Feb. 25, 2020 – California State Auditor’s Public Letter to Governor and Legislative Leaders:
February 25, 2020
The Governor of California
President pro Tempore of the Senate
Speaker of the Assembly
Sacramento, California 95814
Dear Governor and Legislative Leaders:
As directed by the Joint Legislative Audit Committee, my office conducted an audit of the California State Lottery (Lottery). Our assessment focused on whether the Lottery was maximizing its funding for education, and the following report details the audit’s findings and conclusions. In general, we determined that the Lottery has not ensured that it maximizes funding for education and the State Controller’s Office (SCO) is not effectively overseeing the Lottery’s performance.
The Lottery has not followed state law, which requires it to increase its funding for education in proportion to its increases in net revenue. As a result, in fiscal year 2017–18, the Lottery failed to provide $36 million in funding for education. Further, the Lottery cannot demonstrate that its current prize payout rate is optimal for maximizing funding for education, leaving it unable to know whether it is diverting too much funding to prize payments. Finally, our review of a selection of the Lottery’s procurements identified that it often entered into noncompetitive agreements without adequate justification. Consequently, the Lottery may not have received the best value on these agreements, which could reduce the funding it provides to education.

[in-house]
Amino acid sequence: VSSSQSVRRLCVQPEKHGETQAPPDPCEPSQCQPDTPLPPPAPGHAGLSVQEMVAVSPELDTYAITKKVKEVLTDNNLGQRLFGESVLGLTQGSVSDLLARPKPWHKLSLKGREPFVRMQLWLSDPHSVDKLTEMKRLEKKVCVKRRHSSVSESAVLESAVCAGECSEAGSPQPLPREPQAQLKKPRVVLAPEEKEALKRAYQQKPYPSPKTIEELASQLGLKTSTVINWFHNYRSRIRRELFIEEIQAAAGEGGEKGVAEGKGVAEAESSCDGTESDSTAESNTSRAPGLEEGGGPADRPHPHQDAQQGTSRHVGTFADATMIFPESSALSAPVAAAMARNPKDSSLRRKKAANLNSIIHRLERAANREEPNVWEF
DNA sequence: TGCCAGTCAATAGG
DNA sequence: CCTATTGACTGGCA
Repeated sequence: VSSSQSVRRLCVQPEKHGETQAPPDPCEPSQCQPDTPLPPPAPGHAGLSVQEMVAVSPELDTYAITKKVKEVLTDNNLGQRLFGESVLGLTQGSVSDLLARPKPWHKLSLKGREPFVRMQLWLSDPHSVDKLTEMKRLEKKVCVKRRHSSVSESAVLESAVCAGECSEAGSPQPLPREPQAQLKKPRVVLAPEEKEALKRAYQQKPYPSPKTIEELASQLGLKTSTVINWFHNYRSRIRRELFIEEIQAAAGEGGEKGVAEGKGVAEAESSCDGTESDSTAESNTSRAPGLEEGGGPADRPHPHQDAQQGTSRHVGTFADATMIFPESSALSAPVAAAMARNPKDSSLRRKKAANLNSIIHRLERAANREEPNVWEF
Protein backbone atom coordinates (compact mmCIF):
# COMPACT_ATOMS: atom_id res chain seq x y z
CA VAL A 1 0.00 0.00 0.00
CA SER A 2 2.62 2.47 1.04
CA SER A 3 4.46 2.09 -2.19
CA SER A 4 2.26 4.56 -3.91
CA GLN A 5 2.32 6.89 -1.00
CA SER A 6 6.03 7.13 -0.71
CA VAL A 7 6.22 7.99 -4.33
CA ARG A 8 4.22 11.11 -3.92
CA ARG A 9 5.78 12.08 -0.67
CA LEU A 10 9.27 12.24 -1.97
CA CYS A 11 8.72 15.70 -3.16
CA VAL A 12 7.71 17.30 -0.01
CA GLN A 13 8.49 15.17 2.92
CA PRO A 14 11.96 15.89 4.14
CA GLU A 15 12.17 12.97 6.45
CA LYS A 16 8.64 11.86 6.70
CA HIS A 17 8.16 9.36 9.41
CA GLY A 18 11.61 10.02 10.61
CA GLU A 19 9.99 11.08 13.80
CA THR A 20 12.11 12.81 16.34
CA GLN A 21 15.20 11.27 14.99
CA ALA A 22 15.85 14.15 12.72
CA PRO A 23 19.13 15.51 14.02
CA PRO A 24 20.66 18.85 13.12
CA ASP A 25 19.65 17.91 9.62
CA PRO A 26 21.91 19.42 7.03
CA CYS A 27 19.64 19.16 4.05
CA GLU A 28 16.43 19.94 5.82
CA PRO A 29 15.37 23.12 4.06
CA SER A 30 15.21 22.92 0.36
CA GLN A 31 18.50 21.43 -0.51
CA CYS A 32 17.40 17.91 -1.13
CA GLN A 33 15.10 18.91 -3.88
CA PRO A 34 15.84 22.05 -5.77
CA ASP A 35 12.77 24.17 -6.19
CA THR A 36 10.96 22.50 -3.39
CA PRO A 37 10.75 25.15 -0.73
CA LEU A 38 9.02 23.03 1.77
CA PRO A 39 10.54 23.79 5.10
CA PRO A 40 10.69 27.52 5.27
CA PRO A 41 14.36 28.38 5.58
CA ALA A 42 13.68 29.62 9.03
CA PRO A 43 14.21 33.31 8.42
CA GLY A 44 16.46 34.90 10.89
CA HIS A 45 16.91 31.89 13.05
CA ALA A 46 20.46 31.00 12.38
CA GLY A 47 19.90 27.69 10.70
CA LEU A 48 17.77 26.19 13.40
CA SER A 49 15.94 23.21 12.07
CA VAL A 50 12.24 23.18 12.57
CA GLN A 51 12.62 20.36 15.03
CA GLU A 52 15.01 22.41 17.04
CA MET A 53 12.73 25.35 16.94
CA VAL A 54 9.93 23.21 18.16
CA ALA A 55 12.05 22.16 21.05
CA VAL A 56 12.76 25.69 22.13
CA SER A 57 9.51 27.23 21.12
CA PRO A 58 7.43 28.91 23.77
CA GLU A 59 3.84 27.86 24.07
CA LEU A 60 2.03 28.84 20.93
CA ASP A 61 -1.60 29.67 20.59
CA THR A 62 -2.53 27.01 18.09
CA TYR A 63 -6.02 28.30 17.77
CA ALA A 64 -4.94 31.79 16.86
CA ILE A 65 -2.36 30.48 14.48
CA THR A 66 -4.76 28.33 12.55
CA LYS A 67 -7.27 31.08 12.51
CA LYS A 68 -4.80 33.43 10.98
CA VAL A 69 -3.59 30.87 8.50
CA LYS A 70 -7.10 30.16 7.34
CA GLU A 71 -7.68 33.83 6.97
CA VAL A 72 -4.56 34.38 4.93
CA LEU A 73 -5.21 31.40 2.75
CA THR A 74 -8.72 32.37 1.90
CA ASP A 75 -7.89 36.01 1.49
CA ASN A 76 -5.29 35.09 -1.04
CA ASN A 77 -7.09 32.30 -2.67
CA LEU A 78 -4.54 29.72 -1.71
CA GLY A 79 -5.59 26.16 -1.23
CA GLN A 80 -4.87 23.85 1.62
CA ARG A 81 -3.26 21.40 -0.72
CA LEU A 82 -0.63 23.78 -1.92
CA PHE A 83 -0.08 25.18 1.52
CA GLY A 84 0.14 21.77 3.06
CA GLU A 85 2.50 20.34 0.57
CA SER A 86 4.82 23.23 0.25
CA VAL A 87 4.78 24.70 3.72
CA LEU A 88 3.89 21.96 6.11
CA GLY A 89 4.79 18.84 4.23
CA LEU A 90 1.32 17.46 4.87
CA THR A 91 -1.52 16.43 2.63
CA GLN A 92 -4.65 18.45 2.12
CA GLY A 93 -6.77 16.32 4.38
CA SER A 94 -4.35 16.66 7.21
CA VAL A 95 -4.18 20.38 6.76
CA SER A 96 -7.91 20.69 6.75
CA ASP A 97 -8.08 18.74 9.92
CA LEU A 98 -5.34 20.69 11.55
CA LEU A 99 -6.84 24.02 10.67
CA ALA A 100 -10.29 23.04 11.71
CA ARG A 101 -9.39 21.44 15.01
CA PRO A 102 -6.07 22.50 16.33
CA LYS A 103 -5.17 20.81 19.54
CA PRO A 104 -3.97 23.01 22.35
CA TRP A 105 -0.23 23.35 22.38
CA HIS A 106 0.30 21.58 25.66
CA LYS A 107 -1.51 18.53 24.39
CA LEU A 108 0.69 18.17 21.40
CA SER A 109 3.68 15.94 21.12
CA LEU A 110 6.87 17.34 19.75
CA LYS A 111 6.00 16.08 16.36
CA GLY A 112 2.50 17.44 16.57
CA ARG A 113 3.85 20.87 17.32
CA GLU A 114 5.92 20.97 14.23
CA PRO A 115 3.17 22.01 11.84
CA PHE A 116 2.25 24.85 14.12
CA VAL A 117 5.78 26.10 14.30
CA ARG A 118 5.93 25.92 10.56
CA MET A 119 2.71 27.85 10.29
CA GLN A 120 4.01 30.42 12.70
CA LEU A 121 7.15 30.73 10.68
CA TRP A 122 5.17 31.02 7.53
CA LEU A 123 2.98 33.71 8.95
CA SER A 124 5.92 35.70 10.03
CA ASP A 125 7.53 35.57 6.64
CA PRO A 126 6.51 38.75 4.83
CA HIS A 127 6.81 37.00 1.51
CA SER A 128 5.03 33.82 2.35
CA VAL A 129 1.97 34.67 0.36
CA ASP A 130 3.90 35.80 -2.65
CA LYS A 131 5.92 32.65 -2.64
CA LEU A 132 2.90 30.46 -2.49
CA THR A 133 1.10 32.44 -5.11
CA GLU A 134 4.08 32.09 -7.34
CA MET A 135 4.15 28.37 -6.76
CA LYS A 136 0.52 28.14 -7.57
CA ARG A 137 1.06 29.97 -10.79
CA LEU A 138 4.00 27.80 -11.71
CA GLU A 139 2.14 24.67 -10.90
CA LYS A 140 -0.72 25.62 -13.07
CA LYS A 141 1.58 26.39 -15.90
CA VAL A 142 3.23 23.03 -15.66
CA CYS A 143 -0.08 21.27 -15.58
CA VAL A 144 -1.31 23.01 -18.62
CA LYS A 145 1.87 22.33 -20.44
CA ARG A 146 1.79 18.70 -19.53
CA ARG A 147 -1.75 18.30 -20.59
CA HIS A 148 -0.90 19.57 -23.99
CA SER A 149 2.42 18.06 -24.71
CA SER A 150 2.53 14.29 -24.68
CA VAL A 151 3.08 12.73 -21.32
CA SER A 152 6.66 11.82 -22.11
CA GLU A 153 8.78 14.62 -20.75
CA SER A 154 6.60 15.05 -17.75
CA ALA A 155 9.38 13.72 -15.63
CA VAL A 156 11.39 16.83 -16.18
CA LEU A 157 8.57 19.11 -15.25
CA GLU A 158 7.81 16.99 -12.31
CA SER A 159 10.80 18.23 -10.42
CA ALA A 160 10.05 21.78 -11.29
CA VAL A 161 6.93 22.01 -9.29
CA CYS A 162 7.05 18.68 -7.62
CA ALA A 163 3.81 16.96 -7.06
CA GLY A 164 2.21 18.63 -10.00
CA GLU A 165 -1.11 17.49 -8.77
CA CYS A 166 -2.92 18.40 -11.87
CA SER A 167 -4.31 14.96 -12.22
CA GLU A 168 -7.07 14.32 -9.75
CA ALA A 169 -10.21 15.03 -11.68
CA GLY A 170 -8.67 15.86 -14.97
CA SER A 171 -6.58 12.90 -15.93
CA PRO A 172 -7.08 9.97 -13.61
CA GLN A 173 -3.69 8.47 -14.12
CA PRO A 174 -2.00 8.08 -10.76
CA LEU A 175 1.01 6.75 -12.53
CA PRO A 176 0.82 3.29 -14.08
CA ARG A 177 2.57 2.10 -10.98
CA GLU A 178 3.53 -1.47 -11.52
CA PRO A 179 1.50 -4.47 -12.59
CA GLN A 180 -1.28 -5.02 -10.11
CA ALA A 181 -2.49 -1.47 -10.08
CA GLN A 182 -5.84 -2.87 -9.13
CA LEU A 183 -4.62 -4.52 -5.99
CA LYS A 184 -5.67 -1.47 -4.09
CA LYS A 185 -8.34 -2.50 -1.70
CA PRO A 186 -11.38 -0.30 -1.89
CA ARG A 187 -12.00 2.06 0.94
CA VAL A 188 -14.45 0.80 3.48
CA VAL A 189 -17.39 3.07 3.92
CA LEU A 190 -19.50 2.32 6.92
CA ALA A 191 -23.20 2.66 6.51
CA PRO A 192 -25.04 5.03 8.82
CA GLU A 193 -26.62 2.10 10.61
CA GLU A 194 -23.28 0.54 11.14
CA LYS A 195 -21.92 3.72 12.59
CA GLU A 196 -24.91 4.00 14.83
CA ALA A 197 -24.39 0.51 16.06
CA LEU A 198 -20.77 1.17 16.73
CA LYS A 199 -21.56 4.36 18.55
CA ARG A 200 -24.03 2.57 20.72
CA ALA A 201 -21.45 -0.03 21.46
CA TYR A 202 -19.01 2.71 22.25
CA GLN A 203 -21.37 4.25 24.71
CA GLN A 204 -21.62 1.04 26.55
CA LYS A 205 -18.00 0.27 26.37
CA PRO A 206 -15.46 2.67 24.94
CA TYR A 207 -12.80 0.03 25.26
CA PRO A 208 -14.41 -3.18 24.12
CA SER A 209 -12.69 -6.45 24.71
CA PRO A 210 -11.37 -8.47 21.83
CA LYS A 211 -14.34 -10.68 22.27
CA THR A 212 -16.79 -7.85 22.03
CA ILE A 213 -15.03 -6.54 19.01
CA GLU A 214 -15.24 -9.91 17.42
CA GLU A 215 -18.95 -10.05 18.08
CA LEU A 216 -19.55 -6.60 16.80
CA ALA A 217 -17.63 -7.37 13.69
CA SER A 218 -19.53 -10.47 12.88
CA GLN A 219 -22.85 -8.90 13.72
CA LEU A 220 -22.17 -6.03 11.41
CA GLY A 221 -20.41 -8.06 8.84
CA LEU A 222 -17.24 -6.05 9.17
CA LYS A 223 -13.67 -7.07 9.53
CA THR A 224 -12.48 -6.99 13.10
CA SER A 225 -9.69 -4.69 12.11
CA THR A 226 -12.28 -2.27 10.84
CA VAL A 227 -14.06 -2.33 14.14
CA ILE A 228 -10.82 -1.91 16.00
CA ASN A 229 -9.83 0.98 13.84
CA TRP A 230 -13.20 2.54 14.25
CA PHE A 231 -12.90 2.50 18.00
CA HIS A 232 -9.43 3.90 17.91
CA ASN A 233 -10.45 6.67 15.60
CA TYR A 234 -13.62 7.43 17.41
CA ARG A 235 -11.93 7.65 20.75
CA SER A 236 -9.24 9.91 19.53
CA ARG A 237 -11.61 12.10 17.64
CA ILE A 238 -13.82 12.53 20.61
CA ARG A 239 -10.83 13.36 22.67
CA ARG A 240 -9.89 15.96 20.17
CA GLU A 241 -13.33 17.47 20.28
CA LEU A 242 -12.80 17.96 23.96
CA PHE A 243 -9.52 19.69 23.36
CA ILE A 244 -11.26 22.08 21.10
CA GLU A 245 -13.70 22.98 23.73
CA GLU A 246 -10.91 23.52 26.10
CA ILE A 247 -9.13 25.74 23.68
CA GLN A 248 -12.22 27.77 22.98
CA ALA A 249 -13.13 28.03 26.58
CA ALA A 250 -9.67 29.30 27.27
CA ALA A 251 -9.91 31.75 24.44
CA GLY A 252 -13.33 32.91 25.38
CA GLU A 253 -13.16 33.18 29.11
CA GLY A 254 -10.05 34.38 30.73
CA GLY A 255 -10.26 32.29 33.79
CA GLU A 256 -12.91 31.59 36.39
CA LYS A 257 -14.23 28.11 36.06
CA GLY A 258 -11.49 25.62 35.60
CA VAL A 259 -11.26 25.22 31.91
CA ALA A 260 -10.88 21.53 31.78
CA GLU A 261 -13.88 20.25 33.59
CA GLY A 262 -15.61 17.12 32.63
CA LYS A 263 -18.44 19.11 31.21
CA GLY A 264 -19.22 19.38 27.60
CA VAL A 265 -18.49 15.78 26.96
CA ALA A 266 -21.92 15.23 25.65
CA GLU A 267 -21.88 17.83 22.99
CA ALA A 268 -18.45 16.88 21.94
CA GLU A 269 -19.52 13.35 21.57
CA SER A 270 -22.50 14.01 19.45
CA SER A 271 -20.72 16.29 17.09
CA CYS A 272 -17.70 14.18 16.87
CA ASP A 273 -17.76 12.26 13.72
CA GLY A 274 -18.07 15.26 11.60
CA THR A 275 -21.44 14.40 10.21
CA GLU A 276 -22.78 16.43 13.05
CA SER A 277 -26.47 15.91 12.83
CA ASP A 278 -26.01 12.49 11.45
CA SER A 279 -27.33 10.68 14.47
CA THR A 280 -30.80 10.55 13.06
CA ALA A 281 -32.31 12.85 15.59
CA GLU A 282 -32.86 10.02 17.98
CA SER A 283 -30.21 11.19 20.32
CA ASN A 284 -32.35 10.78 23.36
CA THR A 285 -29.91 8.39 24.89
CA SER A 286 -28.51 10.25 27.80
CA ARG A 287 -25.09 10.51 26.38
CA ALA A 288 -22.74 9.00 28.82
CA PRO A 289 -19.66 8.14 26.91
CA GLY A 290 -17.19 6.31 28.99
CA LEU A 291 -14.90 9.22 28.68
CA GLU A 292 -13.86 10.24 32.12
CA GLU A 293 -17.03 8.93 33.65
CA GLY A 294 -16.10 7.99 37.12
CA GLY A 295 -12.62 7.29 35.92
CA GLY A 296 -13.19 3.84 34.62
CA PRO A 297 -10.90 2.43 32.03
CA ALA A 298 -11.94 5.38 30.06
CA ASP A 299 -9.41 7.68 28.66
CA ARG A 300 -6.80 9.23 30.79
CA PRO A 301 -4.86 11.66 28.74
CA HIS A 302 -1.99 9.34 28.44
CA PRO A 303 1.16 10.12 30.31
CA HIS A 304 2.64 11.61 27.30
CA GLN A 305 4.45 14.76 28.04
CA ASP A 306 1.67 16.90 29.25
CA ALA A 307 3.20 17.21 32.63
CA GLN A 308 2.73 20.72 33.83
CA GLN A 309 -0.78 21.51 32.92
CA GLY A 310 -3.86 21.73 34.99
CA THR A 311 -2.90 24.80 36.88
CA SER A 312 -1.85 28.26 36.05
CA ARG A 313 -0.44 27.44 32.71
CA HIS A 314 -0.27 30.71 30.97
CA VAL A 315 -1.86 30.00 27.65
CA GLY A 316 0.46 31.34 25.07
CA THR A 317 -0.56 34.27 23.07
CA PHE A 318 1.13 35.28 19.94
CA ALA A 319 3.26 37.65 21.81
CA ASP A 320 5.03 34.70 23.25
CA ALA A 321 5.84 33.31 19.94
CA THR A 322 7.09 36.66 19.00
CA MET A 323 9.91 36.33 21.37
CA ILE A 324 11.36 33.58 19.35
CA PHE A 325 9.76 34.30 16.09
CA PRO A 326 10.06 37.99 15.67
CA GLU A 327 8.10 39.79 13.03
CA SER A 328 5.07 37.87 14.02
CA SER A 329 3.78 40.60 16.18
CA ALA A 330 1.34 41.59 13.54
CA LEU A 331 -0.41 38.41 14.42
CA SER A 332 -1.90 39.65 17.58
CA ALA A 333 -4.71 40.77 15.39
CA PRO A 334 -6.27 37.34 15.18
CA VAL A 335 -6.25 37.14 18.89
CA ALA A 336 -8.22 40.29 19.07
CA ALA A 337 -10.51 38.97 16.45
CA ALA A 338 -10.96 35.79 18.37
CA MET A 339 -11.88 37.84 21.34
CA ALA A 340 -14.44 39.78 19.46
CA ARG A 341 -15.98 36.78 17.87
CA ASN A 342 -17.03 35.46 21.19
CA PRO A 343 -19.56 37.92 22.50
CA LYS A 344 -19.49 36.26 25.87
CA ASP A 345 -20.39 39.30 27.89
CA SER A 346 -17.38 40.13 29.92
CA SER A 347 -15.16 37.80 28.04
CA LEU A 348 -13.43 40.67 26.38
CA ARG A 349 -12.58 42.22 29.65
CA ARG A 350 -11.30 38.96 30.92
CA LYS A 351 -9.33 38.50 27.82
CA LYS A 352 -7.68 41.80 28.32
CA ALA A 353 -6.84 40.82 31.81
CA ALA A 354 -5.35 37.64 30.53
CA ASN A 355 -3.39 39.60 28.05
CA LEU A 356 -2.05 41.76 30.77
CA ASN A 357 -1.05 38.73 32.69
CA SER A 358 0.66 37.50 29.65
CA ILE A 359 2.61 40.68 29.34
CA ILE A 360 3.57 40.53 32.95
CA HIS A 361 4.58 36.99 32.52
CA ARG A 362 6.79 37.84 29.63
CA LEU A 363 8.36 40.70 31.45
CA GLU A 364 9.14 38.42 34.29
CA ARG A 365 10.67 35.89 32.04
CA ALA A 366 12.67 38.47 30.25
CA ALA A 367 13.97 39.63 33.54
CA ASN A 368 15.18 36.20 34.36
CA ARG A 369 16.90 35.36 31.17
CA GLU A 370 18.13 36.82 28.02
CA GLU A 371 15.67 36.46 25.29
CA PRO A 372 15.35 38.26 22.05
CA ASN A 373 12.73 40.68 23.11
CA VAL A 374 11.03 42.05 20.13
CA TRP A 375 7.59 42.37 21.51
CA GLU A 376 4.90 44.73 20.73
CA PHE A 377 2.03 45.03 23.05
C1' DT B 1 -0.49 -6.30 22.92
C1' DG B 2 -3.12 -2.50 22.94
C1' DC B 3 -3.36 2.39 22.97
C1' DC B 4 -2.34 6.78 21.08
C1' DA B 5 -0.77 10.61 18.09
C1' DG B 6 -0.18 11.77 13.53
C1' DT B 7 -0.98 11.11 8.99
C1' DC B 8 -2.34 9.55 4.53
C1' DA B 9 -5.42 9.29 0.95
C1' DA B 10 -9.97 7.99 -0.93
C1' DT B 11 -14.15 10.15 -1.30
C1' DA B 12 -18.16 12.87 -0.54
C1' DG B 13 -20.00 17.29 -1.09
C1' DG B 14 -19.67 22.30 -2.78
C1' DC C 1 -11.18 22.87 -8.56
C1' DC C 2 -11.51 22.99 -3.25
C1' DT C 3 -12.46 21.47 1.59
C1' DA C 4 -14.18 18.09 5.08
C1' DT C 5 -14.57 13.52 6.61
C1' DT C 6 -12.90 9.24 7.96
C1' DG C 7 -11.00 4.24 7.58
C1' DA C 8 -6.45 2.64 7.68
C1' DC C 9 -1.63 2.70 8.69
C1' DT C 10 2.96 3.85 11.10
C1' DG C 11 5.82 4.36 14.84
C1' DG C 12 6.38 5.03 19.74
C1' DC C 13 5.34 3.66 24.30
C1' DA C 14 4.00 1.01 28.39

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Furthermore, the SCO has not effectively carried out its responsibility to oversee the Lottery’s performance, which it conducts through its audits and other means. Notably, the SCO inappropriately removed a finding from an April 2019 audit report, which questioned costs of $720,000 related to trade shows, after the Lottery requested changes to this finding. Further, the SCO’s audits of the Lottery do not review the efficiency and effectiveness of the Lottery’s operations. These deficiencies cast doubt on the SCO’s approach to its audits of the Lottery. Finally, the SCO did not adequately assess the Lottery’s performance related to changes to state law in 2010, including assessing whether Lottery’s funding for education was proportional to its increases in net revenue. Because state law generally exempts the Lottery’s operations from oversight by the Department of General Services and the Department of Finance, weaknesses in the SCO’s oversight leave the State without effective, independent, and ongoing monitoring of the Lottery’s performance.
ELAINE M. HOWLE, CPA
California State Auditor
Full Report: http://auditor.ca.gov/pdfs/reports/2019-112.pdf